The French National Assembly passed a law in May 2020, ratifying the end of the ‘CFA franc’ and with it the requirement for countries to lodge their reserves with the Bank of France. However, in practice the same relation continues to exist, with African critics calling the reforms more “symbolic” than real.
It is estimated that France now holds nearly $500 billion every year of African countries’ money in its treasury. Moreover, African countries do not have access to this money. In fact, France forced its former colonies to put up to 65 percent of their foreign currency reserves into the French Central Bank, plus another 20 percent for financial liabilities, thus leaving them access to only 15 percent of their own money. If they need more, they have to borrow their own money from France at commercial rates.
A suffocating parasite
France has had the first right to buy any natural resources found on the territory of its ex-colonies. Preferences were given to French interests and companies in the field of public procurement.
France maintained an exclusive right to supply military equipment and training to the African military by deploying troops and intervening in African countries to defend France’s interests. And these countries were obliged to ally with France alone in situations of war or crisis.
Over the past 70 years, France has protected its interests in Africa through economic measures, by covert action and dozens of military interventions. France has intervened in sub-Saharan Africa on various occasions in recent years, in addition to using intelligence and surveillance operations and countless semi-permanent military campaigns.
The French have been at the frontline in the enslavement, colonisation and plundering of francophone Africa by stealing their gold, diamonds and other natural resources. In short, France has been bleeding Africa dry.
It has been a parasitic, suffocating leach on the region. And this has, to a large extent, fuelled the resentments built-up against it on account of its political interference and armed interventions. It also explains why the recent string of coups, carried out by a layer of the officer caste, are so popular in the region.
An explosive situation
All of this has created an explosive situation over time. It is no wonder the French are so unpopular. Presidents and ministers are greeted by protests when they visit former French colonies in Africa.
The process of radicalisation in West Africa took a qualitative turn in the aftermath of the Arab revolutions of 2010-2015. In Nigeria, we saw the Occupy Nigeria movement directly inspired by the Egyptian revolution. There was the movement to remove Abdullah Wade in Senegal in 2012. In 2014 there was a revolutionary movement which removed Blaise Compaorré in Burkina Faso. Then there were revolutionary movements in Togo and Gabon.
On top of this, France pushed heavily for NATO intervention in Libya against Muammar Gaddafi. This was another turn in the situation. The aim of this intervention was to cut across the Arab Revolution, of course. But a consequence of this has been the destabilisation of West Africa and the Sahel.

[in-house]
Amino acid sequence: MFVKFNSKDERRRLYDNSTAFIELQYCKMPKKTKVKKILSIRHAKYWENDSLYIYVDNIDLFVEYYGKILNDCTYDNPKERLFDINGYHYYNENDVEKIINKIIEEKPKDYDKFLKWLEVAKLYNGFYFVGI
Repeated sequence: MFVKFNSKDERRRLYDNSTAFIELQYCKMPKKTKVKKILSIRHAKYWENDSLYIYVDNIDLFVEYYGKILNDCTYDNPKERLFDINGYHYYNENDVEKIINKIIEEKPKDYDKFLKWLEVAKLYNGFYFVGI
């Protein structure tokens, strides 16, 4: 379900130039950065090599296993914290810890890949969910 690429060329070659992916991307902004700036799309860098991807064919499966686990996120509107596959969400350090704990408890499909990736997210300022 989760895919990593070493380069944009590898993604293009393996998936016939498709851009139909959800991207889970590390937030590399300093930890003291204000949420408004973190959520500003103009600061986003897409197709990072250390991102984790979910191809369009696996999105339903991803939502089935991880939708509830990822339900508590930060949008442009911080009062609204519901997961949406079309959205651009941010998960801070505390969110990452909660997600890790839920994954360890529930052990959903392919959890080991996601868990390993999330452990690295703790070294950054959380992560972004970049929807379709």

The jihadists moved from Libya into the Sahel and West Africa, and NATO and French imperialism followed them in. This poured more fuel on the fire of the developing revolutionary mood.
In Burkina Faso, which has entered a revolutionary period, this caused an insurrectionary mood as the masses armed themselves to fight back.
In September 2022, an initiative was launched to recruit 50,000 civilian defence volunteer forces to fight the jihadists. The situation was becoming dangerous for the ruling class. The junior officers, which in these countries represent a sensitive barometer of the general mood, decided to move.
What is abundantly clear is that French imperialism is losing its grip on West Africa. The coup in Niger is a blow to western imperialism. Niger was a key player in the United States’ and France’s strategy in Africa.
Mohamed Bazoum was a key ally to the West. Under him, the country was an oasis of apparent stability in a deeply unstable region. France has stationed some 1,500 troops in Niger, most having been moved there after their humiliating expulsion from Mali. This open alliance with the West was deeply resented by the Nigerien masses. This explains the mass support the coup leaders are receiving.
Niger has now become the latest link in a chain of coups that have shaken the Sahel region. All of these coups are directly against the interests of French and western imperialism. Burkina Faso demanded all French troops leave in 2022. Mali expelled 2,400 French troops in 2022.These represent a shift in world relations and usher in a new period of realignment and turbulence in the crisis of capitalism.
It must also be remembered that more than 60 percent of the population of the entire continent is under the age of 25 years old. This makes it the youngest continent in the world. Every one of the world’s 10 youngest nations by median age are in Africa, with Niger in first place among them, with a median age of 14.8 years. What we are seeing is a process of deepening radicalisation, a process that will sweep across the whole African continent.